The Fixer was the third in the series experienced with the fist concerning the criminal exploitation of children across counties for sex, violence adoption and the use by one arm of extended government of others to achieve individual and collective objectives. This week following the expected death from national causes of champion of the licence to kill team, the day to day administrative head does a deal with the creative par excellence from overseas black ops to get rid of the alleged previously unknown head of drug organisation producing heroin in Afghanistan. We the audience immediately knew as the team administrator that they were being used and the man was obviously lying about the situation and had his own as well as government agency agenda. The top killer in the team is shot barely escaping with his life and becomes depressed at his failure and the apparent pointlessness of it all. There is always someone else to step in a take over whatever racket or criminal activity is being tackled and the motives are always.. The target in question is a disillusioned SAS operative who has been sent by the black ops individualist to make money from drugs in order to finance what he regards as important operations starved of funds because of government funds. The idea that the government uses such people, as it does without the closest of monitoring and with the capacity to eliminate their activities if they get out of hand is preposterous but serves to remind that governments do use the creative individualists and that they do sometimes get out of hand and their activities can become counter productive as well as the making of genuine mistakes. In the episode the gone stray front line operative is taken out and the black ops organiser lives to another day as does the team. The series is of the third rank lacking great scripts and great acting.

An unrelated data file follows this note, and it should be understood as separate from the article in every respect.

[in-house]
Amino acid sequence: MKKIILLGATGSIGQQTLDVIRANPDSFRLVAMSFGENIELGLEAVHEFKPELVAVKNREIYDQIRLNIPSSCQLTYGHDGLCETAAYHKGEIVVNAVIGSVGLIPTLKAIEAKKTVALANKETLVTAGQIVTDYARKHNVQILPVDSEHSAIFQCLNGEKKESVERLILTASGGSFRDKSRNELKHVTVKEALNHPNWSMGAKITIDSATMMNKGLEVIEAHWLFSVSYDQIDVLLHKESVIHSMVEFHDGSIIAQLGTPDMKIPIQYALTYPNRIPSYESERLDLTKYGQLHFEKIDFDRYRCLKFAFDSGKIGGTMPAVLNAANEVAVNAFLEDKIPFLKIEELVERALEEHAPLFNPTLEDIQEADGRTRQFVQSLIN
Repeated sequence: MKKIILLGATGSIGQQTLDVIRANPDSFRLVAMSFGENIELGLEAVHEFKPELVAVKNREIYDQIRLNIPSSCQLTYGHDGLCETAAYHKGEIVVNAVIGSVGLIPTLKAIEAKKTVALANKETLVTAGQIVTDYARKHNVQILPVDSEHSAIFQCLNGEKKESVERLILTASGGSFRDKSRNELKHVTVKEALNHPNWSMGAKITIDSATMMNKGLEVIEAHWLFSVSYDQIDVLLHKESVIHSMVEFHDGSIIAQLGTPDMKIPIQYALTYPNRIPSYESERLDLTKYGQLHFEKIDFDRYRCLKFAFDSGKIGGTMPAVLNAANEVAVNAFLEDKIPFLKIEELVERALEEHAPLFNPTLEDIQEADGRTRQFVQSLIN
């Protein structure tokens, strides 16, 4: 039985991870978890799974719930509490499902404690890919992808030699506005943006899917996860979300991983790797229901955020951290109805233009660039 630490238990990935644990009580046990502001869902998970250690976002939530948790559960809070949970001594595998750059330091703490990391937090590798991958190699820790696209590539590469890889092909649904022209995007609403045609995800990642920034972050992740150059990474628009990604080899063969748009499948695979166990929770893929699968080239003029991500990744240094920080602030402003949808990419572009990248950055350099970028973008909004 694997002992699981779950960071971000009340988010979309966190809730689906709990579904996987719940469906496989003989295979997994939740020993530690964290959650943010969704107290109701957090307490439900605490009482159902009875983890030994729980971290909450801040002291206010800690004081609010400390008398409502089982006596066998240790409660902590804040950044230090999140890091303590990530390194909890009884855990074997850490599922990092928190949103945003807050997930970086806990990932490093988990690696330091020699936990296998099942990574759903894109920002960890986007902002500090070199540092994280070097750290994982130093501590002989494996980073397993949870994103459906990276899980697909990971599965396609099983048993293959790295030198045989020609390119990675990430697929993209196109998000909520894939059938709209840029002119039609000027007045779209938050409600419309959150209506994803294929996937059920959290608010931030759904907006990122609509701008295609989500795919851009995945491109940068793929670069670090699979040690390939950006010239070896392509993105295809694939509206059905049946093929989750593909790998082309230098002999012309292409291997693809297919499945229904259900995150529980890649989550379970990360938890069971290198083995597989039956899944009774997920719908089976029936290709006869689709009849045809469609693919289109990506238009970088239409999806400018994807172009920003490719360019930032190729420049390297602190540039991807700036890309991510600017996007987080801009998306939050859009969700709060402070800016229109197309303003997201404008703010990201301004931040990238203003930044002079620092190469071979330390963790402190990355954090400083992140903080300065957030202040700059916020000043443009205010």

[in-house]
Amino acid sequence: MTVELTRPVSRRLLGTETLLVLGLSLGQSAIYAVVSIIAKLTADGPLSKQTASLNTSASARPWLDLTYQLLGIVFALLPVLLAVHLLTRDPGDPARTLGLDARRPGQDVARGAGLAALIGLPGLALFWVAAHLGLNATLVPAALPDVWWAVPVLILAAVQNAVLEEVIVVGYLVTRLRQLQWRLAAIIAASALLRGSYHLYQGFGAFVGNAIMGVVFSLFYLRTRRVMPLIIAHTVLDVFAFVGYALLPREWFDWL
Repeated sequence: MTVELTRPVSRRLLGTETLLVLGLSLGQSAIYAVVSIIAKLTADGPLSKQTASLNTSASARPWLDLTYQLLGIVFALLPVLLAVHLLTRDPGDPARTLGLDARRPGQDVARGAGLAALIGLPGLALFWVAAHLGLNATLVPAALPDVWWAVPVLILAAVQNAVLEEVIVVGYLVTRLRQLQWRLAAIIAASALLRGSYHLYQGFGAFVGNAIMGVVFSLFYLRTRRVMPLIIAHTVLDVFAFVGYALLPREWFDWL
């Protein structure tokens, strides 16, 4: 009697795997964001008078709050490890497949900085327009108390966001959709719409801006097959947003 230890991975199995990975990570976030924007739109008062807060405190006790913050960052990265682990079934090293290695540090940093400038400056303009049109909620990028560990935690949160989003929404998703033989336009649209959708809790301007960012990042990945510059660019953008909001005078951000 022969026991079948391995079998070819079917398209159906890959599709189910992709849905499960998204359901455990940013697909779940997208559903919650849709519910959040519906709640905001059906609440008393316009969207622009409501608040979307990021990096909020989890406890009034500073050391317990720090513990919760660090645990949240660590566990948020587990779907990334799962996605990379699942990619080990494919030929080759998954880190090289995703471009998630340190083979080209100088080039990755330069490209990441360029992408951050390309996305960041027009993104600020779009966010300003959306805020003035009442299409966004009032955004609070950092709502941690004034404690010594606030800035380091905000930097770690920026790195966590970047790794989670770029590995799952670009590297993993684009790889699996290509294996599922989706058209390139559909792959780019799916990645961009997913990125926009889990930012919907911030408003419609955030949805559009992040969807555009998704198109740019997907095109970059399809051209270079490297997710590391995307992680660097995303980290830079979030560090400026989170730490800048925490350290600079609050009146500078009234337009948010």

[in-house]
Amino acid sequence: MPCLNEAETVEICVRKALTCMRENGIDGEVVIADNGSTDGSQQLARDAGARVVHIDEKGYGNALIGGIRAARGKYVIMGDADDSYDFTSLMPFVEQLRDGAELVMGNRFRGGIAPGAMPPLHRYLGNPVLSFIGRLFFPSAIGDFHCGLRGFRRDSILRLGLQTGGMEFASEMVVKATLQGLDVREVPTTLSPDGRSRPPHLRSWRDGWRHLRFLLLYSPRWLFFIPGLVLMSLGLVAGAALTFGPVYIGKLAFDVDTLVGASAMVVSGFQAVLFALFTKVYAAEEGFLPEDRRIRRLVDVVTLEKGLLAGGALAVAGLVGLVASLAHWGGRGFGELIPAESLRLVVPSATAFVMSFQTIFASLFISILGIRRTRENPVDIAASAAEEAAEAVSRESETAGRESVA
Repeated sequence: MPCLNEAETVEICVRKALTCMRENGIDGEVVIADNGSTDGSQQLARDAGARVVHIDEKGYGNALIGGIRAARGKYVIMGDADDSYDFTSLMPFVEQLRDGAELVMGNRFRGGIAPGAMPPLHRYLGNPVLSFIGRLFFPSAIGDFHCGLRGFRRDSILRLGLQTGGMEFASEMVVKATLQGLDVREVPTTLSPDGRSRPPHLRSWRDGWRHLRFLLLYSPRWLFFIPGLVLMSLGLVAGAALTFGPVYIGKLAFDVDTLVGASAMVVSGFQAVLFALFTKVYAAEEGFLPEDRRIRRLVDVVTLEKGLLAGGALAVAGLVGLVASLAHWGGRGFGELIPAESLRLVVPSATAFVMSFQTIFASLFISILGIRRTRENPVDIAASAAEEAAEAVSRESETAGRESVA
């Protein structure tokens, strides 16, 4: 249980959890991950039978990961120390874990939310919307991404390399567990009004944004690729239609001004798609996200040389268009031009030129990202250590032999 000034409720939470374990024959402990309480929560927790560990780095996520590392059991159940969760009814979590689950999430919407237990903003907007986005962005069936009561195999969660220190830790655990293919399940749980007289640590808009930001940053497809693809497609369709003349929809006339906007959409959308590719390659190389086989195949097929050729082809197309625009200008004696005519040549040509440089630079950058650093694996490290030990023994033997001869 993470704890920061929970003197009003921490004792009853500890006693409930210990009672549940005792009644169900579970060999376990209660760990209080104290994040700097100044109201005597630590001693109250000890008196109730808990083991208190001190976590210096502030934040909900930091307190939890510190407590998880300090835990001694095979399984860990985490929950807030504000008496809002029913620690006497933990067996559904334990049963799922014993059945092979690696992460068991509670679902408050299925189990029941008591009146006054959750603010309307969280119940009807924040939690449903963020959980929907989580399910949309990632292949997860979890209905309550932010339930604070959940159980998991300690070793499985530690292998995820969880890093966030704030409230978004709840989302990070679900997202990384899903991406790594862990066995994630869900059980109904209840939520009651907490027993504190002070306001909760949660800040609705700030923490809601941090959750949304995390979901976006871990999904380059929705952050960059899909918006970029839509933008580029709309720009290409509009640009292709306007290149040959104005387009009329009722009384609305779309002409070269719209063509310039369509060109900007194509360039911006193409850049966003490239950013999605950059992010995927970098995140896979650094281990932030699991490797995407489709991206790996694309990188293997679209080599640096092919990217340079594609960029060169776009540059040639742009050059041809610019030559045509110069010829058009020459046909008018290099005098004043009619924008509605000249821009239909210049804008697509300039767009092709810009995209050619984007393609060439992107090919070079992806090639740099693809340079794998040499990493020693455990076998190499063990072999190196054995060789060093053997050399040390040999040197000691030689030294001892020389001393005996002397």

This cannot be said for Waking the Dead with Trevor Eve as the wayward individualist head of team and Sue Johnston who first came to attention in Brookside while Trevor who is a first rank stage actor made his TV name with the series Shoestring. Boyd is also one of those prepared to break the law to bring the guilty to justice. The story of the two night episode was profound and accurately explained.

An already emotional vulnerable young woman goes out one evening to make a phone call using a public box (in the days before the mobile phone significantly reduced the need to go out of the home to make clandestine calls and is forced to take her young brother with her to the local store. On the way home the car has a puncture and two men who in car who stop to help turn out to be rapists and one kills the boy and attempts to kill the young woman who survives physically but becomes an emotional wreck, especially when the police fail to catch the two men involved. Boyd and the unit become involved again when the girl attempts to commit suicide and leaves a note for Boyd saying find them.